• [0052]
    Likewise, broadcast automation software may provide an interface 120 for broadcasters to map the transfer of podcasts upon creation, as seen in the embodiment of FIG. 17. For example, a broadcasting organization may comprise several broadcast stations connected through a wide area network, but only one broadcast automation scheduler. In that event, the broadcast scheduler may define, or map, a remote broadcast station 121 to which a podcast, once created, may be transferred or “WANcast.” For example, a broadcaster may record a live radio interview, and, upon recordation, automatically distribute that recorded interview as an audio file or podcast to a remote broadcast station or FTP server for use.
  • [0053]
    Thus, the podcast automation process may include selection of media events from a playlist or event log, or automatic scheduling of podcast creation, or automatic distribution across a wide area network.
  • [0054]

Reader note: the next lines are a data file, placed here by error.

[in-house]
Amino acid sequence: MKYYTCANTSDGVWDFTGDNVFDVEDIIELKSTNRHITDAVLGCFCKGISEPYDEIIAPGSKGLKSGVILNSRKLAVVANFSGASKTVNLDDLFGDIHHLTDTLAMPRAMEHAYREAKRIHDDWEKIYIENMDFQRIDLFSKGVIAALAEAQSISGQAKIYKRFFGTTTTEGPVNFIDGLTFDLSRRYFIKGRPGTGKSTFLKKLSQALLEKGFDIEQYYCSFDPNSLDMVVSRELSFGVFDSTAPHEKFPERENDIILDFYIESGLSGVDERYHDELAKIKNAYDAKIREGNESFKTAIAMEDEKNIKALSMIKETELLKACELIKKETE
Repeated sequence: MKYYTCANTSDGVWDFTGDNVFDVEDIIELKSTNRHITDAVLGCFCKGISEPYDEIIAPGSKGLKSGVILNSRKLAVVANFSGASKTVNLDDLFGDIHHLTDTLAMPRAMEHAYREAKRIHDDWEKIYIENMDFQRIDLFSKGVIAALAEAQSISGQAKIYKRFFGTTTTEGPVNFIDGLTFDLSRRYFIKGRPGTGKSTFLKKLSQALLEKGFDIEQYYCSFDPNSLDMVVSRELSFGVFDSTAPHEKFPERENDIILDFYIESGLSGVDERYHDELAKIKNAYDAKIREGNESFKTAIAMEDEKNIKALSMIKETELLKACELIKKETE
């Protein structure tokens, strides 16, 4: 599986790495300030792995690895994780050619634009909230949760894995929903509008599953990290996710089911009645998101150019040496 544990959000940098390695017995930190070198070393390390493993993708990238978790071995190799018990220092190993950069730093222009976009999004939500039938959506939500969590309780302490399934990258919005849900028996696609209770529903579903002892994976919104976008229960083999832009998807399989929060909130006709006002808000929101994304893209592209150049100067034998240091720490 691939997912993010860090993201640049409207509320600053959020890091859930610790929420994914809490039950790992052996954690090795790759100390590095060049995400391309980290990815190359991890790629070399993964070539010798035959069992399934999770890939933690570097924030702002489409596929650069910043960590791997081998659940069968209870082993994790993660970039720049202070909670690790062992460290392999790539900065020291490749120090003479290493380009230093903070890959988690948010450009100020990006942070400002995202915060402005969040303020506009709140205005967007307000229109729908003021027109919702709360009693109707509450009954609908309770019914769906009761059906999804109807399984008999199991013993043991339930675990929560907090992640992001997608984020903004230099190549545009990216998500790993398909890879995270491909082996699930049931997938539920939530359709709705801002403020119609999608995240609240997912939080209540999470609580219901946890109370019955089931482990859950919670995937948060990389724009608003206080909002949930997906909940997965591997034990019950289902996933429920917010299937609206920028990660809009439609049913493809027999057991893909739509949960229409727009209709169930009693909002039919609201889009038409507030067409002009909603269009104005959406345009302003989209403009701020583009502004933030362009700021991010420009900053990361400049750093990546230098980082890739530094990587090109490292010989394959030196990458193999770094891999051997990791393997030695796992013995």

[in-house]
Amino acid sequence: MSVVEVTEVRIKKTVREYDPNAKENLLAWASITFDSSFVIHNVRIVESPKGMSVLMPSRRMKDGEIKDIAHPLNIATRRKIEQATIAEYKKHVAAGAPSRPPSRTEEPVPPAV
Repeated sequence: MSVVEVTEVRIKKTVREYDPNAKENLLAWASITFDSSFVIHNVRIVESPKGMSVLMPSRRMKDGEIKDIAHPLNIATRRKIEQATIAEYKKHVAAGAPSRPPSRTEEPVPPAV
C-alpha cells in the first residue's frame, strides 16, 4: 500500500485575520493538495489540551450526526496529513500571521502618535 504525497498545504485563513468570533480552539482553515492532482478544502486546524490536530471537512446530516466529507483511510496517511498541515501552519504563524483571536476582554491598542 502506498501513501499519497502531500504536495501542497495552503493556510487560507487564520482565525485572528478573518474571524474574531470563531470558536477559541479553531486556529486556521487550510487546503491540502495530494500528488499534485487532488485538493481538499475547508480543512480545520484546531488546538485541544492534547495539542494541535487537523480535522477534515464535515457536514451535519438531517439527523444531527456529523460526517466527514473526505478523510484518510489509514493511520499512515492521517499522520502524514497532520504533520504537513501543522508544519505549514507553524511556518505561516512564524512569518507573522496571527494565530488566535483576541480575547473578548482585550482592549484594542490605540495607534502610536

Those skilled in the art will appreciate that content assembly may be based on an event log or a playlist or a combination of the two, or some similar compilation of media events. Also, the content assembly or podcast of this embodiment may be based on a playlist/log of media events yet to be played, or on a playlist/log of media events that have already been broadcast, or some combination of the two. For example, a podcast may be created from an event log of a radio program generated prior to real-time broadcast of the program. As used in the claims, the term “automation playlist” broadly covers both playlist and event log. Those skilled in the art will also appreciate that an event log or playlist may, for example, define playback in absolute time, in which playback of a media event begins based upon an exact time measured from a defined starting point, such as a particular clock time or at the beginning of the event log. Likewise, those skilled in the art will appreciate that event log and playlist playback may be defined in transitional time. Transitional time playback, generally means that the media events, play back as they relate to each other. Using a transitional time method, a user may set a cross fade start point for the media event, and when the media event is played, the next media event will begin playing when the cross fade point is reached. A transitional time playback method may present more of a dynamic playback approach.